Day 42: Sabine hut to St Arnaud

I’m sure Upper Travers Hut was neat and everything, but last night’s hut was pretty well situated. I mean come on.

Fun fact: there’s a water taxi from the other end of the lake that would have picked me up and taken me to town if I wanted. This hut is basically a zero walking hut if you really want. There were a handful of people taking the water taxi out this morning, myself almost one of them, but I think most of the folks at the hut were walking at least part of the time.

The trail today was mostly easy. I was able to blast down it and even up it when it had its ups. There were a few places with storm damage, some of which was old and had had the trail cut through it, and some which was newer which had to be worked around, under, or over.

At one point on the way up to the high point for the day there was a good half kilometer or more boardwalk, which is the first boardwalk of any length I’ve seen along the trail. Of course, I’m actually off trail right now, but whatever, I do what I want. It was neat though, and there was a little rest area at one point with a really great view.

About half way in there was a really nice hut, with quite the view. I stopped for lunch and had my first bowl of ramen for a while. I wasn’t sure if I had enough fuel left to make pasta with so I just boiled some water quick and dumped in a package of ramen. It was actually pretty good, I must say. There may be a few more of those going into my pack for the next section if I can find some.

After that I screamed down the track. It was a mix of rooted horribleness and lovely smooth track. Makes me wonder who put “well graded track” in the DOC brochure for this trail. Every time I came across a particularly gnarly section I would say “well graded track”. It’s all good though. Got to the carpark in record time and got to see a lovely view of a different lake and the town of St Arnaud.

One of the folks from the hut last night, one who took the water taxi in, was hanging out at the carpark, so we chatted for a bit. At one point I thought he mentioned giving me a ride into town, it was another 1.5 hour walk down a pretty ugly road to town, but then he disappeared. I waited a while to no avail. Fortunately, it looked like 3 cars were about to leave the carpark so I started walking down the road, figuring one of them would pick me up. Sure enough, a trio of Germans did! Their English wasn’t good so we didn’t have much conversation, but I got into town so that was good.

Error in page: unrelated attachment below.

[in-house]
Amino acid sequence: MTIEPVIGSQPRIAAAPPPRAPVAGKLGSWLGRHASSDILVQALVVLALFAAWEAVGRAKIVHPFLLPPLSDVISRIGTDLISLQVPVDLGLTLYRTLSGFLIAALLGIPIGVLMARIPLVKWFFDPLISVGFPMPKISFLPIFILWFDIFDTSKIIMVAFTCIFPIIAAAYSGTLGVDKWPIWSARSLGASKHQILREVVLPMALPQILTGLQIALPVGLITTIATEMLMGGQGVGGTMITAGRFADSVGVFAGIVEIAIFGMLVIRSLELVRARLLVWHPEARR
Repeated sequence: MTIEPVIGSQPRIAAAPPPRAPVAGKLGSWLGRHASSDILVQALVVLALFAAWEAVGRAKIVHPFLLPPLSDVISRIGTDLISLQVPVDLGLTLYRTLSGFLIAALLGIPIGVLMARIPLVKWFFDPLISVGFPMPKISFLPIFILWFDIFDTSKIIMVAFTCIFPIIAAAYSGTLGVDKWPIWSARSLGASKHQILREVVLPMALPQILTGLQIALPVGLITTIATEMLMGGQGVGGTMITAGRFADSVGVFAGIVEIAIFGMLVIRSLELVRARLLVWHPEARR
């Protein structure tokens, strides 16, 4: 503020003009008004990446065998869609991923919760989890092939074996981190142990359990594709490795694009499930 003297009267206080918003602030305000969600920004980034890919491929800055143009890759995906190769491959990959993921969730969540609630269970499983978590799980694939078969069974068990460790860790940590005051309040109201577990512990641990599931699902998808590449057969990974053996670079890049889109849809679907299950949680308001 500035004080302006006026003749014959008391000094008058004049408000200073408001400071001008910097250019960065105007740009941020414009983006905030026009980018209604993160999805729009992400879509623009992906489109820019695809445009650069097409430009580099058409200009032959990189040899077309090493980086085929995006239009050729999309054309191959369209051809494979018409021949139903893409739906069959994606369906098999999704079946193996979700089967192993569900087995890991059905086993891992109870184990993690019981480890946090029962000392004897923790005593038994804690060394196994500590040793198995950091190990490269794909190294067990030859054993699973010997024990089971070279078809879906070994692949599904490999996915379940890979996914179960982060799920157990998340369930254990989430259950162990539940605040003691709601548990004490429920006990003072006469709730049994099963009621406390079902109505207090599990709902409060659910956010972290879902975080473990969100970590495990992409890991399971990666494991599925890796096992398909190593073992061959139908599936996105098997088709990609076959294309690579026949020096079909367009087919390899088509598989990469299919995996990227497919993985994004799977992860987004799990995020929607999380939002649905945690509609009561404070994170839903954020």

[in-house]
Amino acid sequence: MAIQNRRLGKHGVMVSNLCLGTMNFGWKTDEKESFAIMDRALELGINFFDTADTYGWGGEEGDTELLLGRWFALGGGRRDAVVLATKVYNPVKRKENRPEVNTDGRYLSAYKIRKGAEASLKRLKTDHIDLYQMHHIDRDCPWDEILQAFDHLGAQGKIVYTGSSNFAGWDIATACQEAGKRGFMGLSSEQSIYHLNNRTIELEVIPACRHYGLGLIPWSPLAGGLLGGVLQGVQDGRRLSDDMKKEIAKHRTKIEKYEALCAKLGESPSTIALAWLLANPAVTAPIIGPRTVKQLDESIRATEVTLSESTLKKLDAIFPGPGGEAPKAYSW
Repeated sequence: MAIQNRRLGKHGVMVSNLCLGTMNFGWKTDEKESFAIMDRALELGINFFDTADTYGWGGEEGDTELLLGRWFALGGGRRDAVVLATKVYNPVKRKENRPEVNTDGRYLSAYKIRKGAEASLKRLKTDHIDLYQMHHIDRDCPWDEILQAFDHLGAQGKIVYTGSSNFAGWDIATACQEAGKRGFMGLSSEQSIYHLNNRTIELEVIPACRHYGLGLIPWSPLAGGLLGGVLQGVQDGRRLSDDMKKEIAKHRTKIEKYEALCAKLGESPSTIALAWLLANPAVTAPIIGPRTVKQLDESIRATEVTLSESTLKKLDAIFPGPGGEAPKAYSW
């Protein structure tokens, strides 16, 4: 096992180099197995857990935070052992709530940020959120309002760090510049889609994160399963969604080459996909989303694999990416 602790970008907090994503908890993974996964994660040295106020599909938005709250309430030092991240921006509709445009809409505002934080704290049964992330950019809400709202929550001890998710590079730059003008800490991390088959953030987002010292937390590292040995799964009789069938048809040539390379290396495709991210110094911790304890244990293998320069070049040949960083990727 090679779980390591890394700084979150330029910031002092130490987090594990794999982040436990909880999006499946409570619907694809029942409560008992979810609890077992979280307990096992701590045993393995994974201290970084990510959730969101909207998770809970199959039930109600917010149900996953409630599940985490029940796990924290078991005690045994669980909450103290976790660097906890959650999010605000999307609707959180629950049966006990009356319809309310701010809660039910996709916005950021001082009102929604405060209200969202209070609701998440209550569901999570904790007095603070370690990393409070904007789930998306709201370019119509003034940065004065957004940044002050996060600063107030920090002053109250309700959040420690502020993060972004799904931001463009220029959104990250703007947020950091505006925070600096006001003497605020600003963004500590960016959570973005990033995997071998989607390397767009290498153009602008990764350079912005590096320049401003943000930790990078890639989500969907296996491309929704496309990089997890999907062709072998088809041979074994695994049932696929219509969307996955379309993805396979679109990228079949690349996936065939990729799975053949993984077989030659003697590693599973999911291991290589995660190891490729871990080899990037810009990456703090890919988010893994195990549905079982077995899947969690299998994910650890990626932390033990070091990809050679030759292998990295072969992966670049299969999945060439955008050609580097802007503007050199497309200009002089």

I had called a place from the carpark to see about rooms and they wanted $75/night for a dorm bed and $180/night for a private room. Whaaaaaaaaat. I called another place and I got a private room for $50/night. Much better. Tomorrow I’m going to try to clean my pack and my shoes. So much mildew. It’s disgusting and I just can’t take it anymore. Spending the time and whatever money might be required will be a worthwhile investment to improve quality of life for the next stretch, methinks. And the next stretch is gonna be a tough one, so I’ll take all the quality of life I can get!

Day 41: Blue Lake hut to Sabine Hut

Yea, no Travers Saddle for me. Forecast said 60km/h winds at the top and I just used that as an excuse not to go! It’s ok though!

Before I left this morning I wandered to the lake to get a picture of how clear the water is. There was some wind though so the surface was rough. Still beautiful though.

Wandered down the hill to West Sabine hut which is a 34 bunker! Apparently the other night they had 36 there. It’s tiny though, I can’t imagine it with even 20 people. 36 must have been insanity. I had it all to myself for lunch though. Saw a couple of day hikers from the hut going up to blue lake along the way.

Amazing views all along the way whenever there were open parts of the trail. It was mostly forest though, varying between rooted and crappy and rocky and crappy and smooth as ice and lovely. A couple of short climbs in for good measure. Near the end of the day there was a quite nice climb up above the river as it turns to go into a gorge, then you cross it on a bridge.

Water is super clear and super deep. The depth hides the current though, shortly after this what would otherwise be an amazing place to cliff jump you have some nasty rapids. Seriously the water was unbelievable. Really really nice.

A while later came across a waterfall next to the trail.